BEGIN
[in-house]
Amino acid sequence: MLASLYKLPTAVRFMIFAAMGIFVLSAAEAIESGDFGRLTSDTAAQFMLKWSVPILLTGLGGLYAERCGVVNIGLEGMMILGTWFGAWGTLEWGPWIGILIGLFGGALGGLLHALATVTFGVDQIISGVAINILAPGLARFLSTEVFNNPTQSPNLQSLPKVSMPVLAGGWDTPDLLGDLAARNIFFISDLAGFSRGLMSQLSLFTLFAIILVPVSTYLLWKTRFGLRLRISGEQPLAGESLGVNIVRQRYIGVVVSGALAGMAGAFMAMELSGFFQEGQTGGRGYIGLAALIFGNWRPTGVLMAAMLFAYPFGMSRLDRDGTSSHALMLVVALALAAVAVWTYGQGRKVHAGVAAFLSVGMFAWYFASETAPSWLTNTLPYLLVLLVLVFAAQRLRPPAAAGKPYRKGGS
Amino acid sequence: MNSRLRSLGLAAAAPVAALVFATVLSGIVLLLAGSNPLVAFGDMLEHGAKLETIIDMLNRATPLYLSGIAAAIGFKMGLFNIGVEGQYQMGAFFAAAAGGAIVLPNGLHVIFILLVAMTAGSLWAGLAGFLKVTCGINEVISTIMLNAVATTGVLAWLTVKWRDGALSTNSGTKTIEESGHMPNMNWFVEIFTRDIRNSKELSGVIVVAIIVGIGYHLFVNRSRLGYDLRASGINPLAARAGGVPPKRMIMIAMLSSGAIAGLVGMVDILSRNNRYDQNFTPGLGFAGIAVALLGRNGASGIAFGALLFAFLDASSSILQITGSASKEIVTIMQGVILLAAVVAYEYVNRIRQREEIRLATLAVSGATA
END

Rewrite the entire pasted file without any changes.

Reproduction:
[in-house]
Amino acid sequence: MLASLYKLPTAVRFMIFAAMGIFVLSAAEAIESGDFGRLTSDTAAQFMLKWSVPILLTGLGGLYAERCGVVNIGLEGMMILGTWFGAWGTLEWGPWIGILIGLFGGALGGLLHALATVTFGVDQIISGVAINILAPGLARFLSTEVFNNPTQSPNLQSLPKVSMPVLAGGWDTPDLLGDLAARNIFFISDLAGFSRGLMSQLSLFTLFAIILVPVSTYLLWKTRFGLRLRISGEQPLAGESLGVNIVRQRYIGVVVSGALAGMAGAFMAMELSGFFQEGQTGGRGYIGLAALIFGNWRPTGVLMAAMLFAYPFGMSRLDRDGTSSHALMLVVALALAAVAVWTYGQGRKVHAGVAAFLSVGMFAWYFASETAPSWLTNTLPYLLVLLVLVFAAQRLRPPAAAGKPYRKGGS
Amino acid sequence: MNSRLRSLGLAAAAPVAALVFATVLSGIVLLLAGSNPLVAFGDMLEHGAKLETIIDMLNRATPLYLSGIAAAIGFKMGLFNIGVEGQYQMGAFFAAAAGGAIVLPNGLHVIFILLVAMTAGSLWAGLAGFLKVTCGINEVISTIMLNAVATTGVLAWLTVKWRDGALSTNSGTKTIEESGHMPNMNWFVEIFTRDIRNSKELSGVIVVAIIVGIGYHLFVNRSRLGYDLRASGINPLAARAGGVPPKRMIMIAMLSSGAIAGLVGMVDILSRNNRYDQNFTPGLGFAGIAVALLGRNGASGIAFGALLFAFLDASSSILQITGSASKEIVTIMQGVILLAAVVAYEYVNRIRQREEIRLATLAVSGATA